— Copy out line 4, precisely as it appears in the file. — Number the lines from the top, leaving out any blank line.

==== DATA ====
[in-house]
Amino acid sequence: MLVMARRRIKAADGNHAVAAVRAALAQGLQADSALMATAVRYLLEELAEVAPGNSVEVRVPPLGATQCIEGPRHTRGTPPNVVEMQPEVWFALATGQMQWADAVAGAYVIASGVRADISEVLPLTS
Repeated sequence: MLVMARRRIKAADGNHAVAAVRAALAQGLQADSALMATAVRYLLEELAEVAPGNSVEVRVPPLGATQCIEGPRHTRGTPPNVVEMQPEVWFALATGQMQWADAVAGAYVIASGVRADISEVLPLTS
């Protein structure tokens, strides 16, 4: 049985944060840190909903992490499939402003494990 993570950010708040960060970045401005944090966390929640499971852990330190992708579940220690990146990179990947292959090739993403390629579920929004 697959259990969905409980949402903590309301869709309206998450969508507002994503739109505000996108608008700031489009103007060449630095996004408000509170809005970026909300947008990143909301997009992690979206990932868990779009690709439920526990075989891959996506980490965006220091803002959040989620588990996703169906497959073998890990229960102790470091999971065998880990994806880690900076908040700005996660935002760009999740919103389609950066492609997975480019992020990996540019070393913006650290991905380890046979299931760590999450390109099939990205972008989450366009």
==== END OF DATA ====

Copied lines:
């Protein structure tokens, strides 16, 4: 049985944060840190909903992490499939402003494990 993570950010708040960060970045401005944090966390929640499971852990330190992708579940220690990146990179990947292959090739993403390629579920929004 697959259990969905409980949402903590309301869709309206998450969508507002994503739109505000996108608008700031489009103007060449630095996004408000509170809005970026909300947008990143909301997009992690979206990932868990779009690709439920526990075989891959996506980490965006220091803002959040989620588990996703169906497959073998890990229960102790470091999971065998880990994806880690900076908040700005996660935002760009999740919103389609950066492609997975480019992020990996540019070393913006650290991905380890046979299931760590999450390109099939990205972008989450366009």